A widespread myth about the international financial crisis is that what is taking place is a serious reduction of consumption in the US, with the knock on consequences that would flow from this for the world economy. The present article shows that this myth is factually untrue. No major downturn of US consumption has taken place. Therefore such a non-existent downturn in US consumption cannot be the driving force of either the US or international ‘Great Recession’.
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The claim that a key driving force of the present international 'Great Recession' is a major downturn of US consumption is a frequent one. We will take as an example of this argument Stephen Roach’s book The Next Asia - all page references therefore refer to this work. Roach, president of Morgan Stanley Asia, is chosen because he is a coherent economist who spells out this mistaken claim more lucidly than many far less serious economists who make it.
According to Stephen Roach what is taking placed is the 'capitulation' of the US consumer. Thus Roach refers to, ‘America’s postbubble compression of consumer demand.’ (p378).
This alleged reduction in US consumption is then cited as the driving force of the economic downturn. As Stephen Roach put it:‘The current recession is all about the coming capitulation of the American consumer.’(p20) Therefore: ‘The main event… is the likely capitulation of the overextended, savings-short, overly indebted American consumer.’(p42). Roach concludes that: ‘After a dozen years of excess, the overextended American consumer is finally tapped out… Hit by the triple whammy of collapsing property values, equity wealth destruction, and an ongoing unemployment shock.’(p325)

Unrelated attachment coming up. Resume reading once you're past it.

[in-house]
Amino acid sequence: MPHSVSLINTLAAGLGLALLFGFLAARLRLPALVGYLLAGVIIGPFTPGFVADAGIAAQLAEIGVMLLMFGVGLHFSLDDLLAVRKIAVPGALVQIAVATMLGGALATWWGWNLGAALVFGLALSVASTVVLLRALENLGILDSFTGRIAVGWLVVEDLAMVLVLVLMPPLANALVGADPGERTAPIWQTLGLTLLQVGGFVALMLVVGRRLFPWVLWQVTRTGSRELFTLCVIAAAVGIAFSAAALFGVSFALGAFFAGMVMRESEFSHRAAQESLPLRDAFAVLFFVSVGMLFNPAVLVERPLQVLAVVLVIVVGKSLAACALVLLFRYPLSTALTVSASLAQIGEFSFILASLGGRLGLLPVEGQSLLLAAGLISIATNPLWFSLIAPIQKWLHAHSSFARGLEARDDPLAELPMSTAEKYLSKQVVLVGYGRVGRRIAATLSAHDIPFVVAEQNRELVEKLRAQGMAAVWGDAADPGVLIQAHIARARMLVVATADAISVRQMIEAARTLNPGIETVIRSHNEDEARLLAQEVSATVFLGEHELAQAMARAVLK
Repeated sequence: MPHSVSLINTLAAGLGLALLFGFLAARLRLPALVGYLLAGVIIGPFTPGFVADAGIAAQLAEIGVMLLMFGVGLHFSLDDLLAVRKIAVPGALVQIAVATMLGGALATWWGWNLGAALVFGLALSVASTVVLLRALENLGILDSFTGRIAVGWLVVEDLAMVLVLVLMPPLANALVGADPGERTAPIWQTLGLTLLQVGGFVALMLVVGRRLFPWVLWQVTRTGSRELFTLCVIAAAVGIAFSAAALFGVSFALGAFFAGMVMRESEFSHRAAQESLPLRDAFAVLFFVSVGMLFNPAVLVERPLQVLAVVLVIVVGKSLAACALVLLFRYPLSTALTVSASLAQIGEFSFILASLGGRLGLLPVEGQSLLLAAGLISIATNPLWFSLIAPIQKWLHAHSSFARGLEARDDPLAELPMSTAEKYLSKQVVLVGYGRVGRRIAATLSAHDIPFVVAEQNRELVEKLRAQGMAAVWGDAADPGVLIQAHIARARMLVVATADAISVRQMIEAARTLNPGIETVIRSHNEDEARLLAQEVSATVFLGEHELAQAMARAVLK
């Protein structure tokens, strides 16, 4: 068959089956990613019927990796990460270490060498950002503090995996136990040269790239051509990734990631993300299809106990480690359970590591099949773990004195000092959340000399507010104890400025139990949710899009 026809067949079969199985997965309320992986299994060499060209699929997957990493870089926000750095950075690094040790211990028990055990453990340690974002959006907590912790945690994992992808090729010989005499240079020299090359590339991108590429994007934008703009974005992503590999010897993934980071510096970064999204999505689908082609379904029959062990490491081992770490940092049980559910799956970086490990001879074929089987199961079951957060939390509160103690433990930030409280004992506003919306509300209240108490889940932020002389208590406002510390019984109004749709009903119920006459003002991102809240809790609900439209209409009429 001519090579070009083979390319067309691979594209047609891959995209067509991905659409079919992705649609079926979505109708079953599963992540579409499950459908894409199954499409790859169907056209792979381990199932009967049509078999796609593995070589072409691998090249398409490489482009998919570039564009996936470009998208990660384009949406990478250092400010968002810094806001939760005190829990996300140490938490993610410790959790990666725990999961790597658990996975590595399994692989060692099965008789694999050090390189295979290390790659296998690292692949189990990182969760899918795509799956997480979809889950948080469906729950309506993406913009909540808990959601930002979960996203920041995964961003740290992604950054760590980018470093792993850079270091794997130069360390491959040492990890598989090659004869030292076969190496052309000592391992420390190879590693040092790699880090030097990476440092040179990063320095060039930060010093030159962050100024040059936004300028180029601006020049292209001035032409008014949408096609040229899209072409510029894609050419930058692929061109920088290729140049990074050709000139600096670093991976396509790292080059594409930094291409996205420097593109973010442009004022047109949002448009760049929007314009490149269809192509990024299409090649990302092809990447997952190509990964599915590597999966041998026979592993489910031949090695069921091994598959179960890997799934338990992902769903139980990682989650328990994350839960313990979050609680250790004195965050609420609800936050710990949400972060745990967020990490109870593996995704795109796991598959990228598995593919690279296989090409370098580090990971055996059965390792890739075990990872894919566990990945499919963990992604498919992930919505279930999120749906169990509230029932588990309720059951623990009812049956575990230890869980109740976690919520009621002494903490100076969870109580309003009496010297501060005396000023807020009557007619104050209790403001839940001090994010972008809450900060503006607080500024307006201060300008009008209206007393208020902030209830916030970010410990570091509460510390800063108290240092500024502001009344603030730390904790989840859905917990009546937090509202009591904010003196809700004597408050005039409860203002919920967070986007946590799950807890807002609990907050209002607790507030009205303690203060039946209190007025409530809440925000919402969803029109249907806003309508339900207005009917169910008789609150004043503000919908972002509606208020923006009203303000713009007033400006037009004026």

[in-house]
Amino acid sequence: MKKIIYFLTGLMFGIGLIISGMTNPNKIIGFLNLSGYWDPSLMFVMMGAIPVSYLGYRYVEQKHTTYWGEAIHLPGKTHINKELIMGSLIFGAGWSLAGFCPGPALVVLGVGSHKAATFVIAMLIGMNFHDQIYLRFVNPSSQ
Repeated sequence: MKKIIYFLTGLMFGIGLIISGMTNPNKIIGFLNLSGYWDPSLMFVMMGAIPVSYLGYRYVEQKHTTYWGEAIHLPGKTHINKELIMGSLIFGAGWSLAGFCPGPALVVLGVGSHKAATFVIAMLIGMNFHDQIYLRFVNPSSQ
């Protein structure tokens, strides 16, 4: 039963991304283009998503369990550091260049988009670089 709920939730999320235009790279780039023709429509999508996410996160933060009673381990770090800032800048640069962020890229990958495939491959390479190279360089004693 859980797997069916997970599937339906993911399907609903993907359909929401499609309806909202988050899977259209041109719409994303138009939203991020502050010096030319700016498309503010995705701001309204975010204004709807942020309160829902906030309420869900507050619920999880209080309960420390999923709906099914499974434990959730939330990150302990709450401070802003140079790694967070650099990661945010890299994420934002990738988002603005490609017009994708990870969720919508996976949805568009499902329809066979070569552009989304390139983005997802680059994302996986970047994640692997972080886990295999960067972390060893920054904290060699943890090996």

As a result of this situation a major reduction in the share of consumer spending in the US economy is foreseen. Stephen Roach concludes: ‘the US consumption share of real GDP, which hit a new record of 72.4% in the first quarter of 2009, needs, at a minimum, to return to its prebubble norm of 67% ... the die is cast for a protracted weakening of the world’s biggest spender.’(p32) The situation is therefore that: ‘the US consumer [is] most likely in the early stages of a multi-year contraction’ (p79) Indeed: ‘Despite the unprecedented contraction of consumption in late 2008, there is good reason to believe the capitulation of the US consumer has only just begun.’ (p385)
It is this alleged reduction of US consumption which, it is asserted, will cause the slowdown in the world economy: ‘The postbubble shakeout stands to be dominated by a protracted adjustment of the US consumer – providing powerful and lasting headwinds on the demand side of the global economy for years to come.' (p396)
The problem for this thesis is that it is factually incorrect. No such major reduction of US consumption has taken place. The share of consumption in US GDP has expanded and not contracted. And, as no significant reduction of US consumption has taken place, it therefore cannot explain any of the current trends in the world economy